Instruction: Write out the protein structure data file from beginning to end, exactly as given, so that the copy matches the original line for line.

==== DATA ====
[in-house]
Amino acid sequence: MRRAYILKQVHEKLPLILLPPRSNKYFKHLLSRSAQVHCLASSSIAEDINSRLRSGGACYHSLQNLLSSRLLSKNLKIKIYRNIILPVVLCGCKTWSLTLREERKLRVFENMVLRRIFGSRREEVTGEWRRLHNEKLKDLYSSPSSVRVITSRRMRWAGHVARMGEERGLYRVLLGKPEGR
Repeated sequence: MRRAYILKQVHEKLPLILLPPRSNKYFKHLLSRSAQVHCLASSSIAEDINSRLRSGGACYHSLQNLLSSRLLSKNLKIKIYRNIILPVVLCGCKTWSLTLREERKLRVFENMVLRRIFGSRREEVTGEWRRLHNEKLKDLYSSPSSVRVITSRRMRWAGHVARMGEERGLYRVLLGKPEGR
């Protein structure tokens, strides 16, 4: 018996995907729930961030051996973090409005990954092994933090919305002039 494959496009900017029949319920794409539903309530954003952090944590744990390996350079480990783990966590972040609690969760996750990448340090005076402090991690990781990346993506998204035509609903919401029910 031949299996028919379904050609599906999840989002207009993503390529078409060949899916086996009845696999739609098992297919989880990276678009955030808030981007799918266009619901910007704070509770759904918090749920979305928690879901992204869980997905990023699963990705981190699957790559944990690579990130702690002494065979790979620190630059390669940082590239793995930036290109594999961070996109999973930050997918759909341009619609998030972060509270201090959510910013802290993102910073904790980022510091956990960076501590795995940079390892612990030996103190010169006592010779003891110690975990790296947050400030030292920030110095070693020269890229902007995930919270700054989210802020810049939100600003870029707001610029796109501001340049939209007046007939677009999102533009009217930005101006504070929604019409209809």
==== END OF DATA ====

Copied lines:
[in-house]
Amino acid sequence: MRRAYILKQVHEKLPLILLPPRSNKYFKHLLSRSAQVHCLASSSIAEDINSRLRSGGACYHSLQNLLSSRLLSKNLKIKIYRNIILPVVLCGCKTWSLTLREERKLRVFENMVLRRIFGSRREEVTGEWRRLHNEKLKDLYSSPSSVRVITSRRMRWAGHVARMGEERGLYRVLLGKPEGR
Repeated sequence: MRRAYILKQVHEKLPLILLPPRSNKYFKHLLSRSAQVHCLASSSIAEDINSRLRSGGACYHSLQNLLSSRLLSKNLKIKIYRNIILPVVLCGCKTWSLTLREERKLRVFENMVLRRIFGSRREEVTGEWRRLHNEKLKDLYSSPSSVRVITSRRMRWAGHVARMGEERGLYRVLLGKPEGR
């Protein structure tokens, strides 16, 4: 018996995907729930961030051996973090409005990954092994933090919305002039 494959496009900017029949319920794409539903309530954003952090944590744990390996350079480990783990966590972040609690969760996750990448340090005076402090991690990781990346993506998204035509609903919401029910 031949299996028919379904050609599906999840989002207009993503390529078409060949899916086996009845696999739609098992297919989880990276678009955030808030981007799918266009619901910007704070509770759904918090749920979305928690879901992204869980997905990023699963990705981190699957790559944990690579990130702690002494065979790979620190630059390669940082590239793995930036290109594999961070996109999973930050997918759909341009619609998030972060509270201090959510910013802290993102910073904790980022510091956990960076501590795995940079390892612990030996103190010169006592010779003891110690975990790296947050400030030292920030110095070693020269890229902007995930919270700054989210802020810049939100600003870029707001610029796109501001340049939209007046007939677009999102533009009217930005101006504070929604019409209809």